. . .while Bills' Thomas tracks contentment that was missing

January 27, 1993|By Ken Murray | Ken Murray,Staff Writer

LOS ANGELES -- Thurman Thomas, the angry young man of Super Bowl XXVI, has turned pacifist for Super Bowl XXVII.

Gone is the chip on his shoulder of a year ago -- the one he dared anyone to knock off.

Gone, too, is the shrill blast of discord on the Buffalo Bills. It's been replaced by the light, harmonious note of unity.

Not gone, though, is the nightmarish memory of the lost helmet. Thomas' lost helmet.

When someone unwittingly moved his helmet from the spot he had left it moments before the Bills' offense took the field against the Washington Redskins last year, the veteran running back was forced to sit out the first two plays of Super Bowl XXVI.

And if that is his fate, to live in Super Bowl infamy because of a misplaced helmet, Thomas sounded resigned to that fate yesterday.

Asked if he thought the memory of the lost helmet might disappear with a Buffalo victory over the Dallas Cowboys in SuperBowl XXVII Sunday, Thomas said, "Probably not. I know what the first headline is going to be: 'Bills win Super Bowl -- Thurman Thomas finds helmet.' "

That line drew hearty laughter from the media on hand for picture day at Dodger Stadium. It was in stark contrast to the acrimony that cloaked everything he did a year ago in Minneapolis.

That lost helmet capped a perfectly wretched week for Thomas, who whined about not getting enough recognition.

"I think the rest of my career, people are going to judge me about that helmet issue," he said, "which I think is wrong. But that's the media. That's what you write, what you sell newspapers for. No matter what I do, that's always going to be the thing about Thurman Thomas -- no matter how many records may be set."

Back for their third straight Super Bowl, the Bills, winless in the first two, are trying mightily to get it right this time. Thomas exemplifies that new attitude. He endured the hour-long media session with equal parts humility, patience and humor.

Unlike a year ago, when he wrestled verbally with quarterback Jim Kelly over the unofficial title of Most Valuable Bill, Thomas was generous with praise -- for the Cowboys in general, for

Emmitt Smith in particular, and for his understudy on the Bills, Kenneth Davis.

"Thurman wasn't nervous or apprehensive about this," Davis said in another part of Dodger Stadium. "He's professional in what he's doing, and he's handling it in a professional manner. He's trying to clear it up."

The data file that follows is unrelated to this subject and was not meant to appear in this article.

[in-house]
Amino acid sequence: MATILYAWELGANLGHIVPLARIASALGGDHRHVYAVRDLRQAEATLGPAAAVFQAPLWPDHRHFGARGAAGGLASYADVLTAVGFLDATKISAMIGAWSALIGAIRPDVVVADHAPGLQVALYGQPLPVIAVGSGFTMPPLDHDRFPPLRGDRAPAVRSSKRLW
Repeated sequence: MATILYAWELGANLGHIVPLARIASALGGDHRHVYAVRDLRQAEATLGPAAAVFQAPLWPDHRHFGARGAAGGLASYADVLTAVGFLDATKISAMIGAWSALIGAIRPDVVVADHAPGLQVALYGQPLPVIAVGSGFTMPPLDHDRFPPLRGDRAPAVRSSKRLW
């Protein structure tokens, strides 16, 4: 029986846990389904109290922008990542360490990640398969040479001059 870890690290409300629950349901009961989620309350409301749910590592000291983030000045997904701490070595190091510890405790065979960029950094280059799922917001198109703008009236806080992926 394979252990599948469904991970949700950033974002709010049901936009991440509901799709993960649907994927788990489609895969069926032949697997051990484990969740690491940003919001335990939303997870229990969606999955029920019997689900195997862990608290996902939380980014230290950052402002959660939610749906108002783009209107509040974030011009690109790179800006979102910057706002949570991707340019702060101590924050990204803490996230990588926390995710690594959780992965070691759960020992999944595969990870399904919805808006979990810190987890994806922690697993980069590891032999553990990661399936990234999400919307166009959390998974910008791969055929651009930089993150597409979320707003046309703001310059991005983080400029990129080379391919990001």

Said general manager Bill Polian, "We tried to point out [to Thomas] you can have a problem here that is not of your own making, simply because of what this is."

Allowing that his harangue for recognition was out of line, Thomas said it was the exception, not the rule.

"We were more businesslike in Super Bowl XXV [against the New York Giants] and this one," he said.

"Super Bowl XXVI, we got out of hand with comments some players made -- myself, Bruce Smith and a couple of other players.

Bills safety Mark Kelso, for one, can see the difference a year makes.

"These guys are good character guys," he said of Thomas and Smith. "I know I enjoy working with them. I'm proud to be their teammate. Someday I'll tell my grandchildren I played with them. They're good people.

"This year, Thurman is not concerned about who's the best. He's going to be one of the best guys ever to play his position when he's done. That speaks for itself."

Thomas' production continued to speak volumes this season.

He led the NFL in total yards for the fourth straight year, breaking a record he shared with Jim Brown. His rushing yardage of 1,487 yards was second to Pittsburgh's Barry Foster, and his 12 touchdowns led the AFC.

Good people? Lost in last year's Super Bowl rancor was the fact that Thomas made a 1991 contribution of what will amount to close to $1 million to his alma mater, Oklahoma State. He gave the school a cash gift of $125,000, repaying his athletic scholarship. Then he took out a $750,000 life insurance policy and named the university as beneficiary.

Yet, he is better known as the guy who lost his helmet on Super Bowl Sunday. And he can laugh about that sad state of affairs.

"I've always laughed about it," he said. "You guys don't laugh about me. You guys try to make a big issue about it. Me and my close friends always laugh about it. We know that's not the reason we lost the Super Bowl. The Washington Redskins were a better team."

Thomas said he will do nothing different this Sunday.

He will place his helmet on the bench at the end of the field where the Bills' offense will get the ball, just as he's done since his rookie year.

"I just like to be relaxed," he said. "I don't want to hold onto anything [before taking the field] . . . I've done this since 1988. That's the first time it ever happened."

Asked if he knew who moved it, Thomas paused a moment, then, with a devilish smile, said, "I say it was Kenny Davis."

Instantaneous laughter.

It sounded so much better than acrimony.

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